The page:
Officials say the campaigned, launched on Thursday, is meant to increase public awareness around deforestation while seeking to increase communities’ involvement in establishing forests.
President Julius Maada Bio presided over the launch of the month-long campaign which he said is intended to make tree planting an everyday affair for government, district councils, local and traditional authorities, as well as individual families.
The president said this initiative will not only serve to protect the environment, but also as source of revenue generation.
President Bio said the state of the forest of the country called for a collective attention, noting that his government was committed to implementing policies and practices that would support effective
He added that in spite of the urgent need to improve the lives of the people, his government was also committed to preserving the environment for the future generation, stressing that this is in line with the government’s objective of preventing disasters, rather than reacting to them.
The launching of the tree planting exercise comes two days after Sierra Leone commemorated one of the worst natural disasters to have struck it in its history. On Tuesday the country, through an
interfaith memorial prayer session, remembered the over 1000 compatriots who lost their lives on August 14, 2017, when part of a mountain erupted and buried hundreds of houses.
That incident in the west end of Freetown happened at the same time as heavy flood hit the capital city. As part of the commemoration, President Bio announced a ban on economic activities and for human dwelling in the area which is considered disaster prone.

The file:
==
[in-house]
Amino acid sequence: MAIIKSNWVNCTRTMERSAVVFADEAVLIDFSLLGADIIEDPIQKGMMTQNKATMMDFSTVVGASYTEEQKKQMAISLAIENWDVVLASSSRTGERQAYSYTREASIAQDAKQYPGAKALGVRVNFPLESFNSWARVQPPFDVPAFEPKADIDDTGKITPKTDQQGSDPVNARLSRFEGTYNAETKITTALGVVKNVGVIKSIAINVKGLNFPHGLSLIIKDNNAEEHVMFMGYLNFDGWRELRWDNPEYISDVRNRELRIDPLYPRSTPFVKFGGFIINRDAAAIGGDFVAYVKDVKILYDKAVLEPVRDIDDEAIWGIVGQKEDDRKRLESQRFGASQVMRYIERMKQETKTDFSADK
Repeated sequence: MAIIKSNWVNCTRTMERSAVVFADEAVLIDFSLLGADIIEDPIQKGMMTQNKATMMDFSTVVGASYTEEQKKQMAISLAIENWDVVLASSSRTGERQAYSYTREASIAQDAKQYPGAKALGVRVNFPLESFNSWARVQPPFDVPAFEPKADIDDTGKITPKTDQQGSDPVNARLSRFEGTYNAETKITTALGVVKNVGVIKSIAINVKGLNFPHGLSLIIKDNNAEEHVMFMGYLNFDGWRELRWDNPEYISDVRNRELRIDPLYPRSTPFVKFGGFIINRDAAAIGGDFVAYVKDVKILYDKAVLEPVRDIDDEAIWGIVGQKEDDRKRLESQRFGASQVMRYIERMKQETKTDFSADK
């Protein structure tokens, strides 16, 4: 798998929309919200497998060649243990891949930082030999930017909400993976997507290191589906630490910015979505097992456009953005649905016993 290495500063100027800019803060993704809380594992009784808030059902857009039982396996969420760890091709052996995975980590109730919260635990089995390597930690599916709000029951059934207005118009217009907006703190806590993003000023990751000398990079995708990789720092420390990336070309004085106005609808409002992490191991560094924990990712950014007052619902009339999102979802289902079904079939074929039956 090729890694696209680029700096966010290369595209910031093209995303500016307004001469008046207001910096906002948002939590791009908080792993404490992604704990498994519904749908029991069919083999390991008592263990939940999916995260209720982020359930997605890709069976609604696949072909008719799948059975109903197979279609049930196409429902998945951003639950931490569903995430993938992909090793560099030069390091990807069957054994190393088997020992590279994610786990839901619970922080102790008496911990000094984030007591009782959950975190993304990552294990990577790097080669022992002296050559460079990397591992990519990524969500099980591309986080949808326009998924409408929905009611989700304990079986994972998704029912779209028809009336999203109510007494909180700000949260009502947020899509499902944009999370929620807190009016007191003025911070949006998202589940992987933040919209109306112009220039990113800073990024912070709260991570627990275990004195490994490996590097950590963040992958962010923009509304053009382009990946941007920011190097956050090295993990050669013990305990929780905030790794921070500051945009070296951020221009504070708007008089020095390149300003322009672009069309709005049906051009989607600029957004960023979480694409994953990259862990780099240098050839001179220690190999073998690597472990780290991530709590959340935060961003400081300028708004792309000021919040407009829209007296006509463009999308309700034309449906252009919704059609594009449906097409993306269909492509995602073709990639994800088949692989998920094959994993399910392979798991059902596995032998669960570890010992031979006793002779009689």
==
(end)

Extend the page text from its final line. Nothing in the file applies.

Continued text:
The president said at Thursday launch of the tree planting exercise that one of the deliberate preventive actions of environmental disaster like that had been through embarking on the United
Nations-declared traditional tree planting day, otherwise known as World Environmental Day, which falls on June 5 every year.
He said just one day tree planting day was not enough, hence the national tree planting day which will run from August to September every year.
“The value of trees could not only be as forest cover but also its potential to support wealth creation,” President Bio said at the occasion held in the Wilberforce Military Barracks located in the west end of the capital, Freetown.
He explained that the idea was also to encourage people to grow economic tress like cashew and cocoa to create wealth. He also urged the Ministry of Agriculture to consider setting a target of the number of trees to be planted every year.
Minister of Agriculture and Forestry, Joseph Ndanema, described the state of the country’s forest as “precarious” and blamed it on human activities that include mining, charcoal burning, and deforestation.
He said these activities were responsible for the spat of landslide and mudslide that have occurred in the country recently. The minister noted that this has placed Sierra Leone on an environmental time bomb, which makes it incumbent on every Sierra Leone to participate in the national tree planting campaign.
“We can only be assured of peaceful moments, especially during the rainy season, when we accelerate the level of afforestation and reforestation,” he said. “The spate of disasters is alarming but we can tackle that by planting more trees,” he added.